An ill-prepared rafting trip down the Franklin River in the 1980s helped create one of the nation’s top environmental proponents.

Story + photos Andrew Bain

Inside one of the deepest ravines in south-west Tasmania, Geoff Law stands atop a boulder as large as a house. Cliffs tower hundreds of metres overhead and the surge of Franklin River rapids reverberates through the Great Ravine. Almost 40 years ago, Geoff played a pivotal role in saving this river from dam construction, but in his eyes the river helped save him.

“I was an aimless youth before I became involved with the Franklin River campaign,” he says. “I owe much more to this river than it owes to me. If I hadn’t been there, it still would have been saved. But the river helped to give me direction and a fulfilling mission.”

Geoff, 61, has been one of Australia’s most prominent conservation activists for almost four decades. In 2013 he received an Order of Australia medal for services to the environment, and two years later the German Commission for UNESCO named him one of 26 heritage heroes.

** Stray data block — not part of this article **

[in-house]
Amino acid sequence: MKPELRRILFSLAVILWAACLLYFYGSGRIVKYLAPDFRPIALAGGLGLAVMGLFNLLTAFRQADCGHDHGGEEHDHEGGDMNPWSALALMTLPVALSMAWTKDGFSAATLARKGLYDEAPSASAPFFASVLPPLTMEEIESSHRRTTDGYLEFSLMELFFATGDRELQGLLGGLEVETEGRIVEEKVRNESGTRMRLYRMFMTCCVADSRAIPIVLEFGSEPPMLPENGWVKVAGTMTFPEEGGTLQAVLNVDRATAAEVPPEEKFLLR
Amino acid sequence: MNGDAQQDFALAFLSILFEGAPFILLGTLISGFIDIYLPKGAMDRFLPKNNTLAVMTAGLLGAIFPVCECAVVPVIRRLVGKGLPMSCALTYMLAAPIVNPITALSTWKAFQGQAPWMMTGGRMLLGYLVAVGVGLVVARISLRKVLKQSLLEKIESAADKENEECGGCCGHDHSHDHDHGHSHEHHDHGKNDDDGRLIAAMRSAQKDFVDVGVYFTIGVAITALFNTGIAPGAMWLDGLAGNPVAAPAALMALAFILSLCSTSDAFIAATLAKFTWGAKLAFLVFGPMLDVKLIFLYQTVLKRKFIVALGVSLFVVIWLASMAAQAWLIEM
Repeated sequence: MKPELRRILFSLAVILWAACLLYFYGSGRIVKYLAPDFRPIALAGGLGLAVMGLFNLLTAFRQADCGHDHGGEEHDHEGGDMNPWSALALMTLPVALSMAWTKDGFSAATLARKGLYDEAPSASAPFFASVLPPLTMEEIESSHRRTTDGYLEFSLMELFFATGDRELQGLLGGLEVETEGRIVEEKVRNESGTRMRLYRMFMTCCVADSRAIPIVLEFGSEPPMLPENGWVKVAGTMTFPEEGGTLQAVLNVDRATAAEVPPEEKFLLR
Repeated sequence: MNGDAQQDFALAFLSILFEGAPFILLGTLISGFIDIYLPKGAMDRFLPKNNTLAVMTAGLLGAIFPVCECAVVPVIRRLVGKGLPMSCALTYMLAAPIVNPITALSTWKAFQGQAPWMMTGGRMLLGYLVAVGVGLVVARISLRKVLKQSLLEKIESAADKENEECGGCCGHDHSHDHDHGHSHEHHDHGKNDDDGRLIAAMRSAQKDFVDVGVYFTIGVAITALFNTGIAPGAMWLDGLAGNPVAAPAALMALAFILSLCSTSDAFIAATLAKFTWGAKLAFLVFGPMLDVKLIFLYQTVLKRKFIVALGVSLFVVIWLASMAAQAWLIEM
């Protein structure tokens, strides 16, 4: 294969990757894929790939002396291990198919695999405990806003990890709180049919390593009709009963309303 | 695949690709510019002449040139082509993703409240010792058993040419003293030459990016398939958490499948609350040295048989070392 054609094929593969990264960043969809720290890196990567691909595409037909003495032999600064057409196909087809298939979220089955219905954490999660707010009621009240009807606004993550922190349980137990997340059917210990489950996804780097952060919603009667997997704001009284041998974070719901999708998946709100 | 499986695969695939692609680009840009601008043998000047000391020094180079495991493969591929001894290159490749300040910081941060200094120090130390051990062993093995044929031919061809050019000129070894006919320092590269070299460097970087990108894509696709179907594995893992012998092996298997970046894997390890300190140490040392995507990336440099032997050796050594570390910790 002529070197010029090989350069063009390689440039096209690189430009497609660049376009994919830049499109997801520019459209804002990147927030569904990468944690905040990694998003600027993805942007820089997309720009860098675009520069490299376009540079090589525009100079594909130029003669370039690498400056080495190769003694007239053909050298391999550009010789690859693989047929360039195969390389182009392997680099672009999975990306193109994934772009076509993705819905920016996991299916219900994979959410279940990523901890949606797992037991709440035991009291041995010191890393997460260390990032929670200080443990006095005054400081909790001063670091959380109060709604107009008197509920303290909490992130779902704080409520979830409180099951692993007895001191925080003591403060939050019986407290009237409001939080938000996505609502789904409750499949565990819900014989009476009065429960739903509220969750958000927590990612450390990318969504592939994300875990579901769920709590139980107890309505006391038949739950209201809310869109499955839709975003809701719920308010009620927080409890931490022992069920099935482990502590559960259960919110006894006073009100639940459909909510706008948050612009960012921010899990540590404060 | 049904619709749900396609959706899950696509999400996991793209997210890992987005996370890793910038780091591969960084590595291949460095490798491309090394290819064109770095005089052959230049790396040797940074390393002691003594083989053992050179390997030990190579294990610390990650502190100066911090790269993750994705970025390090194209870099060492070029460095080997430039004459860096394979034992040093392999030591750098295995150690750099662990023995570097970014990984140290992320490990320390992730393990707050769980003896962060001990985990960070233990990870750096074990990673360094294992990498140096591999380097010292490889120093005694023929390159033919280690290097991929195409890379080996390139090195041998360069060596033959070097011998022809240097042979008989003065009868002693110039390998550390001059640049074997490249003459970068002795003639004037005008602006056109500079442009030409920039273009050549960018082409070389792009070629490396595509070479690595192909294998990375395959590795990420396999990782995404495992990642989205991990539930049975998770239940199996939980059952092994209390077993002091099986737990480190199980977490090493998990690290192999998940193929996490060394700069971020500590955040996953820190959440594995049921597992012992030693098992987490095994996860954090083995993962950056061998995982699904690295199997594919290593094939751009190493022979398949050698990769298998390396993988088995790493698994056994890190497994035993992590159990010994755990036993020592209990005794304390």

It all started here on the Franklin River, a waterway Geoff first encountered on an ill-equipped rafting trip in 1981. Though he’d bushwalked extensively while growing up in Geelong and Camberwell in Victoria, the idea of rafting a river felt well beyond him. And yet everybody he met while bushwalking in Tasmania in the early 1980s seemed to be talking about rafting the Franklin River, as a campaign mounted to prevent it from being dammed. 

“The idea of it just scared the crap out of me,” Geoff says. “There was a death on the river about once a year in the late ’70s and early ’80s. It seemed to me that you’d need reflexes and coordination beyond what I had ... But then I was hearing people’s tales and anecdotes, and it forced me to rethink because these were just ordinary human beings. I just felt compelled to do it in the end, because of everything I’d heard about the scenery and the importance of saving the river. I sure got more than I bargained for.”

Wearing a pair of Stubbies shorts, with a couple of woollen jumpers and a balaclava fitted under a bicycle helmet, Geoff set out onto the Franklin River with two random companions, each in separate rafts. Geoff capsized his within seconds. Fourteen cold and wet days later, they popped out 100 kilometres downstream at the Franklin’s confluence with the Gordon. They’d succeeded in navigating the Franklin, Geoff says, through a combination of youthfulness, ignorance and luck. 

This story excerpt is from Issue #126

Outback Magazine: Aug/Sep 2019